was an optimistic youngster at the beginning of his career when a seasoned art dealer shared some harsh truths. “He said: ‘You have to see it in this way—how many people like art, maybe 20 percent of the population?’” Vanmechelen recalled. “‘How many of these people like contemporary art? Oh, that’s another number, maybe five percent? Who of these people are able to buy art? Hmm, maybe a half percent. And how many of these people are going to buy your
Decades later, Vanmechelen still vividly recalls the encounter and feels fortunate that, despite the odds, he’s been able to sustain his art practice. Others are less lucky—especially emerging artists, who are among the lowest earners in the Belgian cultural sector during the first 15 years of their careers. But the Flemish government hopes to bolster the region’s contemporary artists with a new initiative launching this September, Kunst Aan Zet
, which will provide interest-free loans for purchasing local art.
The program, available through authorized galleries, helps buyers purchase works by artists living and working in Flanders or Brussels by lending sums ranging from €500 to €7,000 (about $570 to $8,000), to be repaid in monthly installments within a maximum period of two years. The artists and galleries are paid in full once the loans are approved.
As Flemish minister for culture Sven Gatz said in a statement, “Buying a work of art should be possible for everyone, even if you’re not an expert and don’t have a big budget.” As someone who stands to benefit from Kunst Aan Zet, Vanmechelen noted that it also provides artists with up-front funds to continue creating, which will stimulate the art scene in a few ways.
Improving the economic situation of artists and making art collecting more accessible are the primary goals of Kunst Aan Zet, and it is inspired by the success of similar programs in the U.K. and the Netherlands. Collectorplan
, a program run by the Arts Council of Wales for over 30 years, offers interest-free loans of up to £5,000 ($6,300) toward the cost of artworks made by living artists in Wales. Another long-running program is KunstKoop
in the Netherlands, which to date has been used by more than 50,000 collectors, who have bought more than €164 million ($186 million) in art since the initiative launched in 1997. KunstKoop is operated by the Mondriaan Fund, a public fund that supports Dutch visual art and heritage.
The loans available through Own Art
, a program of the Arts Council England, are also completely interest-free and allow collectors to borrow up to £25,000 ($31,700) to purchase art, design, and craft objects. Since 2004, Own Art has loaned about £51.7 million ($65.6 million) in its efforts to invigorate the local creative economy and support galleries, collectors, and living artists.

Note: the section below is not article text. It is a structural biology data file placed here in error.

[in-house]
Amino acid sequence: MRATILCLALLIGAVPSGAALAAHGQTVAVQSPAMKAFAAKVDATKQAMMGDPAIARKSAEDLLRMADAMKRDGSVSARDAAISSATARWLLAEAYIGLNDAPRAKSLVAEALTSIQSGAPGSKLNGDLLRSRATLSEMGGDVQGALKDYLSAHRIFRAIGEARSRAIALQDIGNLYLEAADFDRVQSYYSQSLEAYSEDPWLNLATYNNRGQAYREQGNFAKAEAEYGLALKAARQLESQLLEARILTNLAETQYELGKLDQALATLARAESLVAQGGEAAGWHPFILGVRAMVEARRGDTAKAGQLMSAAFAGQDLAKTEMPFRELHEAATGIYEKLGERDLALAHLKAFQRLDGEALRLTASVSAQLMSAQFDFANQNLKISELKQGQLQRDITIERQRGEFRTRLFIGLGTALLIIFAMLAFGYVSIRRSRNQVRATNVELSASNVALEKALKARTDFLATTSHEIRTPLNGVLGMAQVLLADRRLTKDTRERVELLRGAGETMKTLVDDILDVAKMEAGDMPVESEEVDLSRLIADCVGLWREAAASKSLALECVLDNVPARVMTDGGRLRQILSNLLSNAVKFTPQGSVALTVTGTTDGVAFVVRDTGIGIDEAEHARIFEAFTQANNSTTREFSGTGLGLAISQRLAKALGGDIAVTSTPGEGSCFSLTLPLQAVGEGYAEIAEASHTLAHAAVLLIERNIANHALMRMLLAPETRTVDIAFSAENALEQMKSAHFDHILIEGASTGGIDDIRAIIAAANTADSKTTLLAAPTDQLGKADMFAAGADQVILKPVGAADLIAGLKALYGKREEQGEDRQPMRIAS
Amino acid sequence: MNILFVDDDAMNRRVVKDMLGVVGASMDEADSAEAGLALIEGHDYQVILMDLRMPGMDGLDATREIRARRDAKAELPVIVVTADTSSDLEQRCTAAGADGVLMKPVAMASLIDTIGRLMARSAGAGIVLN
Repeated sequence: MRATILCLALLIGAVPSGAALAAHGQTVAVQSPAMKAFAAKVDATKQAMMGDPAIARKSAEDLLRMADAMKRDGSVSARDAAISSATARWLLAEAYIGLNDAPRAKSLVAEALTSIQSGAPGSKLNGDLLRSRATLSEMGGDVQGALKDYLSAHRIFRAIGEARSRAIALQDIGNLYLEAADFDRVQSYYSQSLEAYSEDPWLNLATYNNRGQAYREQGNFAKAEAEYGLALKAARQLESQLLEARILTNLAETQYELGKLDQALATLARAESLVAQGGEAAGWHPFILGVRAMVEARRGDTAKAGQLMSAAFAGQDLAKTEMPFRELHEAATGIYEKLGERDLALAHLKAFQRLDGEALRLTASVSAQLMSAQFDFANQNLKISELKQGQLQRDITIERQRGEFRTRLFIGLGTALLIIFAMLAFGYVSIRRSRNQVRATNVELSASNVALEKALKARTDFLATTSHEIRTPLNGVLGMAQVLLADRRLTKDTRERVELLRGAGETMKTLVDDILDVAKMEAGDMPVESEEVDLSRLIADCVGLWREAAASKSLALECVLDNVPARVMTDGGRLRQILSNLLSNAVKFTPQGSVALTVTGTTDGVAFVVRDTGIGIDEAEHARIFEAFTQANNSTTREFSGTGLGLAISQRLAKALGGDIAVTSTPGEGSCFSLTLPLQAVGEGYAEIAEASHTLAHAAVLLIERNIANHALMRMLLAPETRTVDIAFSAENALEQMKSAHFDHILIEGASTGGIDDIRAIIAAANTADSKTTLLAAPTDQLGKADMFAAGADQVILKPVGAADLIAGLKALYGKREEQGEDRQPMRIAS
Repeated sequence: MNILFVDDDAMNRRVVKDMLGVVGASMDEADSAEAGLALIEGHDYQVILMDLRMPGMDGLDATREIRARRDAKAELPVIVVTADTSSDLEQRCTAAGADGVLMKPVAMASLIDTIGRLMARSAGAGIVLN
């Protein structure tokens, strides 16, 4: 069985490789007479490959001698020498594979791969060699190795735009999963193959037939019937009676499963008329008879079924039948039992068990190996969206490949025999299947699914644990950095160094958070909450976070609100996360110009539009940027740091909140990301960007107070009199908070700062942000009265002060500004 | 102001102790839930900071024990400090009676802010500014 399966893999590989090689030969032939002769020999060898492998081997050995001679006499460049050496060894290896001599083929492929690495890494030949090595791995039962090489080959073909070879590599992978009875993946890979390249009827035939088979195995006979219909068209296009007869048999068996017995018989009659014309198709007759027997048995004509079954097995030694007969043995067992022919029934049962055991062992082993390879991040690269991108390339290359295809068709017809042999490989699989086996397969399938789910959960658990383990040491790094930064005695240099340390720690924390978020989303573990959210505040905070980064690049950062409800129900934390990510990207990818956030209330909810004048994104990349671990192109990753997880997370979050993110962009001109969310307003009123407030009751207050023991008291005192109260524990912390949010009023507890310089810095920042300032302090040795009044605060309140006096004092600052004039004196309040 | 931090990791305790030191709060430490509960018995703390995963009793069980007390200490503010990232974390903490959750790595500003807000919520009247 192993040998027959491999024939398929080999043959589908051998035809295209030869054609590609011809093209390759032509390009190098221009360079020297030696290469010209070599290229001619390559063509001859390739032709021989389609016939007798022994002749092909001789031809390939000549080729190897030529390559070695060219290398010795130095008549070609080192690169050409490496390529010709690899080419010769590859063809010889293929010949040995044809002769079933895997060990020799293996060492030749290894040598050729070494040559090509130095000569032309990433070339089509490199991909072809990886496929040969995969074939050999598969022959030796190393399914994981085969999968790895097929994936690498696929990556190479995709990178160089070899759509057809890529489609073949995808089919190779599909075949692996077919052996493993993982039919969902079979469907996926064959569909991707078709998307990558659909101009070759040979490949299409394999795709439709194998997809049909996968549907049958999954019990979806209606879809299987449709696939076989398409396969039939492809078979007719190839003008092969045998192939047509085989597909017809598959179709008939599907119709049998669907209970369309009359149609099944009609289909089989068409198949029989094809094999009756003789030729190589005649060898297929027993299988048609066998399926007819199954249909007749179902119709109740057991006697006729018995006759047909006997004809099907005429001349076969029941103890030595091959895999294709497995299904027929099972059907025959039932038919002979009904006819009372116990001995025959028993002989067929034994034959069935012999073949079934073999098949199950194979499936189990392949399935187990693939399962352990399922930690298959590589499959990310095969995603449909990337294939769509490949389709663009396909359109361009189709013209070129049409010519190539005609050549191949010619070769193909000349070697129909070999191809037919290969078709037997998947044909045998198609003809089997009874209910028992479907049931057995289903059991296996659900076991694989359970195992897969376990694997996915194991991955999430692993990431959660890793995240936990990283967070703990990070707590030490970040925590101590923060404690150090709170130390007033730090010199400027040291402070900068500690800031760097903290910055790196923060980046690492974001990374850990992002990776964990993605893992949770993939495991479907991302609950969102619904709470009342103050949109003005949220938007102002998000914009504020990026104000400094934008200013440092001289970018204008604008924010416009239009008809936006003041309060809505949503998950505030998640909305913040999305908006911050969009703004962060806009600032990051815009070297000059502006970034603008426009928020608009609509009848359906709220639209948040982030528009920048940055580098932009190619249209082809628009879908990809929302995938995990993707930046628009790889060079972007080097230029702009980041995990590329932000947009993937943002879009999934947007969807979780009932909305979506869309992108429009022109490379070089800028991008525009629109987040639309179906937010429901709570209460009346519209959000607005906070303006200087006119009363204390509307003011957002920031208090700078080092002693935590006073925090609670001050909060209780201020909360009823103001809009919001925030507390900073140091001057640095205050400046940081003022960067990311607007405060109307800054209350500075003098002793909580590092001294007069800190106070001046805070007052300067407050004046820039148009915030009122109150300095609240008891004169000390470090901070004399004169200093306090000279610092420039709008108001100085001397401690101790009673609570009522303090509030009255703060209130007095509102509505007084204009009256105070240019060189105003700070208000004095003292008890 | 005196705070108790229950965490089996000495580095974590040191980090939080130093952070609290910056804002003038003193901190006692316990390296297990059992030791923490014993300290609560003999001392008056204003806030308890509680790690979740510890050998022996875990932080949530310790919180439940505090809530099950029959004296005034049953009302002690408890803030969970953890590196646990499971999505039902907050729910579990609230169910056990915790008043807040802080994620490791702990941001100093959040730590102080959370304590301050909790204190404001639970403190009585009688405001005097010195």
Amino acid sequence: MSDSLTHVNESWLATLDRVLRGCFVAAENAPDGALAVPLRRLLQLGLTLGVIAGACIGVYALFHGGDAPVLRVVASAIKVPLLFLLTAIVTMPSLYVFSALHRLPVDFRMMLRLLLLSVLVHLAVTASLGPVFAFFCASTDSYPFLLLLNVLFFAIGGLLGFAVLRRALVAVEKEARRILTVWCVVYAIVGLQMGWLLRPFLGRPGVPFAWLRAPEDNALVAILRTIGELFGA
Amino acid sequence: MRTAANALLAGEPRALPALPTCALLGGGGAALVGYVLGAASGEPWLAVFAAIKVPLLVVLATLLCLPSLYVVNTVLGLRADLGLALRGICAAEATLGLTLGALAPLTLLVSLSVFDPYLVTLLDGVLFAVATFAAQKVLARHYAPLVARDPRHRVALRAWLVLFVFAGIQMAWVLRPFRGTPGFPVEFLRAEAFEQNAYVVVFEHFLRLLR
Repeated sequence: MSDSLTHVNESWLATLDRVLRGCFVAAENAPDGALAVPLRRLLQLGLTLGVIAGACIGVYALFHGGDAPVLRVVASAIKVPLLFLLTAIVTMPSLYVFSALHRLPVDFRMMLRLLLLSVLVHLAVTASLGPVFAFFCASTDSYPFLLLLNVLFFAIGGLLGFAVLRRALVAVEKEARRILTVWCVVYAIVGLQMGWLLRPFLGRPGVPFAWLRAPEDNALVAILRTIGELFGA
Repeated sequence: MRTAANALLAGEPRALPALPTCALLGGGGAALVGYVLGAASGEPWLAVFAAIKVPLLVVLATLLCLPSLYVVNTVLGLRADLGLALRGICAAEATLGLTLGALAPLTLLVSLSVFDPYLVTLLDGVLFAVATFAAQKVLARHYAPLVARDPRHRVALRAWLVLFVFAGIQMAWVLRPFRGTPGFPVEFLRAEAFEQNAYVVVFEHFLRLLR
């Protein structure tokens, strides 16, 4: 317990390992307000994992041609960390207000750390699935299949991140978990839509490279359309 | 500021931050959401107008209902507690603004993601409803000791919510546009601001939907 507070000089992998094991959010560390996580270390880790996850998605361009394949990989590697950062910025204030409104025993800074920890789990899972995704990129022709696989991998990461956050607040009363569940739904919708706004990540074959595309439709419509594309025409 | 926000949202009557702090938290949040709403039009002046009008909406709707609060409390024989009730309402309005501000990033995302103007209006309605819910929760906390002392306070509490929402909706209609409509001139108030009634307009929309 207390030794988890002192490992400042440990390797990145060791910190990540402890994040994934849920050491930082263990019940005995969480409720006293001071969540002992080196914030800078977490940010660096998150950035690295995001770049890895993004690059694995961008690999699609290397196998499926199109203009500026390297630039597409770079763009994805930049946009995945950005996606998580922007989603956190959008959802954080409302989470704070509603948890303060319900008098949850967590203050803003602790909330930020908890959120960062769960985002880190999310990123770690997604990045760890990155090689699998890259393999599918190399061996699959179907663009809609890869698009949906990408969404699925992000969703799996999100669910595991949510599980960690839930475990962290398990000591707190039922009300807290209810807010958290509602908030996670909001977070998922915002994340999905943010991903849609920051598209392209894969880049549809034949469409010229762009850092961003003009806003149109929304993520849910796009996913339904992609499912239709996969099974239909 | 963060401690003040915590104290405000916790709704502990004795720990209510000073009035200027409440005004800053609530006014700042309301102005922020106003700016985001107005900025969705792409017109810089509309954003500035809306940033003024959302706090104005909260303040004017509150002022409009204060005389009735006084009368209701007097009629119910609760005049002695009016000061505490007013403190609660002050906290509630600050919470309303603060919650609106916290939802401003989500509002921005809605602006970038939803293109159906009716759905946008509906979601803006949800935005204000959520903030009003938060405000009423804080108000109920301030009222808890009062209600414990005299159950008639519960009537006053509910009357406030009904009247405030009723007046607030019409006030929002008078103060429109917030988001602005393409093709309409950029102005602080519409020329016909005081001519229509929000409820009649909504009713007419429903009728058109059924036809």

“We’re making buying and collecting art more affordable for consumers who might consider it to be out of reach, and popularizing the concept of buying art, so it doesn’t remain a sort of exclusive and elitist pastime,” said Mary-Alice Stack, the chief executive at Creative United, which operates Own Art. “It’s very much about democratizing the art market, making sure that everyone feels entitled and able to discover and purchase work.”
While these interest-free loan programs are slowly spreading across Europe, there are no equivalent publicly sponsored programs in the United States. “It’s great that a country wants to get behind art and galleries, and try to create an infrastructure to support that,” said Heather Hubbs, executive director of the New York–based New Art Dealers Alliance. “It would be cool if someone could figure that out here. I don’t have a lot of faith that that would be possible without being something privately done by somebody who’s super philanthropic.”
Private, interest-free loans of up to $50,000 for purchasing art are available to Americans through Art Money
, a company that began in Australia and launched in the U.S. in 2016. During its four years of operation, it has reported
loaning funds to purchase 4,000 artworks, totaling $18 million in sales across 1,000 partner galleries (about 600 of which are in the United States).
Hubbs believes that interest-free loans are just one approach for governments to support contemporary art, and that there are other ways they can provide a boost. “What do galleries and artists need? They need space,” she said. “They need a space to run their businesses out of, and artists need space to make their work. Especially in New York, and to varying degrees in other cities, as well, the real-estate problem is real. If there was a way that galleries and artists could be more protected in terms of rents, that could potentially be more impactful.”
For now, for that percentage of the population that likes contemporary art, buying art through interest-free loans is just one way to support artists. Stack admitted that e-commerce and social media have changed the art market; when Own Art started 15 years ago, galleries were the main channels for buying contemporary art. Now, Own Art’s primary message is that art-buying is accessible, regardless of whether or not collectors apply for a loan through the organization.
“For many of the customers we reach, we’re simply inspiring them to go and look and discover,” Stack said. “We’re not selfish about it. If we can inspire more people to choose to buy a piece of original work by a living artist as opposed to a reproduction print, or [if] we can build their knowledge and confidence about what goes into the process of making an original, unique work, and why that’s important, and what the role of artists is in society, all these things are very much part of our marketing messages and core ambition for the scheme.”